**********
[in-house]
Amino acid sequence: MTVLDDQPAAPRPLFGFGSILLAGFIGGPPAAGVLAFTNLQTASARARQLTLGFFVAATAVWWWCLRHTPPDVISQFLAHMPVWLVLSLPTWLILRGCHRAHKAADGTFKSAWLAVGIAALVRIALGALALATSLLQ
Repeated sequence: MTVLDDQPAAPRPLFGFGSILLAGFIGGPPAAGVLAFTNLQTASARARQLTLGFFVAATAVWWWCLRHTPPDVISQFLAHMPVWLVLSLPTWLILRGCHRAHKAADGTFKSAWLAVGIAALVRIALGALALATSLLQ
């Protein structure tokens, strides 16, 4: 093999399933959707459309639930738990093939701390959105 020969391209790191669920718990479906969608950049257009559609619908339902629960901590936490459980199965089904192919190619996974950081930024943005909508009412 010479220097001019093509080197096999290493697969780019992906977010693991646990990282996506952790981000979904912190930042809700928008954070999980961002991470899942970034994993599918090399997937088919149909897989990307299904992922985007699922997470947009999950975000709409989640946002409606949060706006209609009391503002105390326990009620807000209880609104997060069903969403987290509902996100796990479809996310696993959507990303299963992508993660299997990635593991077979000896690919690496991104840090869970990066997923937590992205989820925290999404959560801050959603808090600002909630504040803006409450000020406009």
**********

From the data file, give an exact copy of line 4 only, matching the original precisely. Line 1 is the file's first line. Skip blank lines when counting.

């Protein structure tokens, strides 16, 4: 093999399933959707459309639930738990093939701390959105 020969391209790191669920718990479906969608950049257009559609619908339902629960901590936490459980199965089904192919190619996974950081930024943005909508009412 010479220097001019093509080197096999290493697969780019992906977010693991646990990282996506952790981000979904912190930042809700928008954070999980961002991470899942970034994993599918090399997937088919149909897989990307299904992922985007699922997470947009999950975000709409989640946002409606949060706006209609009391503002105390326990009620807000209880609104997060069903969403987290509902996100796990479809996310696993959507990303299963992508993660299997990635593991077979000896690919690496991104840090869970990066997923937590992205989820925290999404959560801050959603808090600002909630504040803006409450000020406009």